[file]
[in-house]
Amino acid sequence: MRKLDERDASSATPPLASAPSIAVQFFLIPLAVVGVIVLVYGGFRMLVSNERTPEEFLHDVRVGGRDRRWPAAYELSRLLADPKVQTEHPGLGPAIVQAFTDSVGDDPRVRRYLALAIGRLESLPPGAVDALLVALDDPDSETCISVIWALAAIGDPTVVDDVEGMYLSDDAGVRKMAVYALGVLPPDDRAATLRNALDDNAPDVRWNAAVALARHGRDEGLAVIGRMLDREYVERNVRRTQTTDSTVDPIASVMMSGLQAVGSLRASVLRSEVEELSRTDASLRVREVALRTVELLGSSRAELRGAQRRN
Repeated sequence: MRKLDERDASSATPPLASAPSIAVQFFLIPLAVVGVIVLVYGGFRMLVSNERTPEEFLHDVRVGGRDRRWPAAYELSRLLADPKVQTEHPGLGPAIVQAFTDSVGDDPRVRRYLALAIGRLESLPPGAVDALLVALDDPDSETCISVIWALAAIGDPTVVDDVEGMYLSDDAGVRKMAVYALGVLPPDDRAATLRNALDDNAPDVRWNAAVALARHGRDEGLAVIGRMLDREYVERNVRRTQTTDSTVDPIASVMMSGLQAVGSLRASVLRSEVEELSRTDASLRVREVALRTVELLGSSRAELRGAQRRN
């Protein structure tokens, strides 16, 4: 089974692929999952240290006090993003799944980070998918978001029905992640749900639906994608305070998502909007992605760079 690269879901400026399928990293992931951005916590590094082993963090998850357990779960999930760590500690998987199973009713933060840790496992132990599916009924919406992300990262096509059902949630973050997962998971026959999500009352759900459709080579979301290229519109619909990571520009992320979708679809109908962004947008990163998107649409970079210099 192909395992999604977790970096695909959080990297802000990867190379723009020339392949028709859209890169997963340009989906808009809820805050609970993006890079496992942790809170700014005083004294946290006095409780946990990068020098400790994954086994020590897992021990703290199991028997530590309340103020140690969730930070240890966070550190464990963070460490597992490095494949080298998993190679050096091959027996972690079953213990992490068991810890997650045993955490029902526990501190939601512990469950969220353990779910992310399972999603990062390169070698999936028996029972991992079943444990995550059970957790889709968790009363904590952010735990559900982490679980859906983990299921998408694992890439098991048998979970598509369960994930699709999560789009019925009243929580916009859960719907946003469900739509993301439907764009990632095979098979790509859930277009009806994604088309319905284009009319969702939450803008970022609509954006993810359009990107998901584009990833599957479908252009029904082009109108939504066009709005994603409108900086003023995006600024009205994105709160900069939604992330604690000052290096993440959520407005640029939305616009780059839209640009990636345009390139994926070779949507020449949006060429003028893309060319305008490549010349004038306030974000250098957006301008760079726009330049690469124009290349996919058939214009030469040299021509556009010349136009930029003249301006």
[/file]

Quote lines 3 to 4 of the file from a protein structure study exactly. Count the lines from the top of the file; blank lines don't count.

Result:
Repeated sequence: MRKLDERDASSATPPLASAPSIAVQFFLIPLAVVGVIVLVYGGFRMLVSNERTPEEFLHDVRVGGRDRRWPAAYELSRLLADPKVQTEHPGLGPAIVQAFTDSVGDDPRVRRYLALAIGRLESLPPGAVDALLVALDDPDSETCISVIWALAAIGDPTVVDDVEGMYLSDDAGVRKMAVYALGVLPPDDRAATLRNALDDNAPDVRWNAAVALARHGRDEGLAVIGRMLDREYVERNVRRTQTTDSTVDPIASVMMSGLQAVGSLRASVLRSEVEELSRTDASLRVREVALRTVELLGSSRAELRGAQRRN
């Protein structure tokens, strides 16, 4: 089974692929999952240290006090993003799944980070998918978001029905992640749900639906994608305070998502909007992605760079 690269879901400026399928990293992931951005916590590094082993963090998850357990779960999930760590500690998987199973009713933060840790496992132990599916009924919406992300990262096509059902949630973050997962998971026959999500009352759900459709080579979301290229519109619909990571520009992320979708679809109908962004947008990163998107649409970079210099 192909395992999604977790970096695909959080990297802000990867190379723009020339392949028709859209890169997963340009989906808009809820805050609970993006890079496992942790809170700014005083004294946290006095409780946990990068020098400790994954086994020590897992021990703290199991028997530590309340103020140690969730930070240890966070550190464990963070460490597992490095494949080298998993190679050096091959027996972690079953213990992490068991810890997650045993955490029902526990501190939601512990469950969220353990779910992310399972999603990062390169070698999936028996029972991992079943444990995550059970957790889709968790009363904590952010735990559900982490679980859906983990299921998408694992890439098991048998979970598509369960994930699709999560789009019925009243929580916009859960719907946003469900739509993301439907764009990632095979098979790509859930277009009806994604088309319905284009009319969702939450803008970022609509954006993810359009990107998901584009990833599957479908252009029904082009109108939504066009709005994603409108900086003023995006600024009205994105709160900069939604992330604690000052290096993440959520407005640029939305616009780059839209640009990636345009390139994926070779949507020449949006060429003028893309060319305008490549010349004038306030974000250098957006301008760079726009330049690469124009290349996919058939214009030469040299021509556009010349136009930029003249301006």